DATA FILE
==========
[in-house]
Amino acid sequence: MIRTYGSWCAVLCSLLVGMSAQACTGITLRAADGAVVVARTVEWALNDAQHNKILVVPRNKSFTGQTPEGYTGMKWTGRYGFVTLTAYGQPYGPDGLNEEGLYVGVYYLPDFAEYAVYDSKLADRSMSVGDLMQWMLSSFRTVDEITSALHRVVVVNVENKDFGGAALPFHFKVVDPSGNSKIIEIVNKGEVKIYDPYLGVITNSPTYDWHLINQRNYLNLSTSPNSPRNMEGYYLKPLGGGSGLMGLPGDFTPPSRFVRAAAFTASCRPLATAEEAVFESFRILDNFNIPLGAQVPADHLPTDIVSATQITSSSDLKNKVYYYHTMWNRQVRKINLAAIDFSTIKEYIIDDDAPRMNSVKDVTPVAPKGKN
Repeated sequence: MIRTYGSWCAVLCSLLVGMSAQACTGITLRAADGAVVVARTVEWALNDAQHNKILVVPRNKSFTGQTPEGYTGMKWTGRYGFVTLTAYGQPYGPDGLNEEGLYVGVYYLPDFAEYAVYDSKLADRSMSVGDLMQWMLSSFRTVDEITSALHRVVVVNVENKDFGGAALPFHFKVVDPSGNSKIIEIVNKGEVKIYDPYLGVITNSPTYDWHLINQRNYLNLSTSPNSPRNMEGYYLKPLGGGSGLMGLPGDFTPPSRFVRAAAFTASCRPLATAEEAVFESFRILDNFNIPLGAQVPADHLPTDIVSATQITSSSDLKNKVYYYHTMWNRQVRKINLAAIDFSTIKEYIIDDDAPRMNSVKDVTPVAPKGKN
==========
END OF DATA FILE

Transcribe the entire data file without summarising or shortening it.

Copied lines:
[in-house]
Amino acid sequence: MIRTYGSWCAVLCSLLVGMSAQACTGITLRAADGAVVVARTVEWALNDAQHNKILVVPRNKSFTGQTPEGYTGMKWTGRYGFVTLTAYGQPYGPDGLNEEGLYVGVYYLPDFAEYAVYDSKLADRSMSVGDLMQWMLSSFRTVDEITSALHRVVVVNVENKDFGGAALPFHFKVVDPSGNSKIIEIVNKGEVKIYDPYLGVITNSPTYDWHLINQRNYLNLSTSPNSPRNMEGYYLKPLGGGSGLMGLPGDFTPPSRFVRAAAFTASCRPLATAEEAVFESFRILDNFNIPLGAQVPADHLPTDIVSATQITSSSDLKNKVYYYHTMWNRQVRKINLAAIDFSTIKEYIIDDDAPRMNSVKDVTPVAPKGKN
Repeated sequence: MIRTYGSWCAVLCSLLVGMSAQACTGITLRAADGAVVVARTVEWALNDAQHNKILVVPRNKSFTGQTPEGYTGMKWTGRYGFVTLTAYGQPYGPDGLNEEGLYVGVYYLPDFAEYAVYDSKLADRSMSVGDLMQWMLSSFRTVDEITSALHRVVVVNVENKDFGGAALPFHFKVVDPSGNSKIIEIVNKGEVKIYDPYLGVITNSPTYDWHLINQRNYLNLSTSPNSPRNMEGYYLKPLGGGSGLMGLPGDFTPPSRFVRAAAFTASCRPLATAEEAVFESFRILDNFNIPLGAQVPADHLPTDIVSATQITSSSDLKNKVYYYHTMWNRQVRKINLAAIDFSTIKEYIIDDDAPRMNSVKDVTPVAPKGKN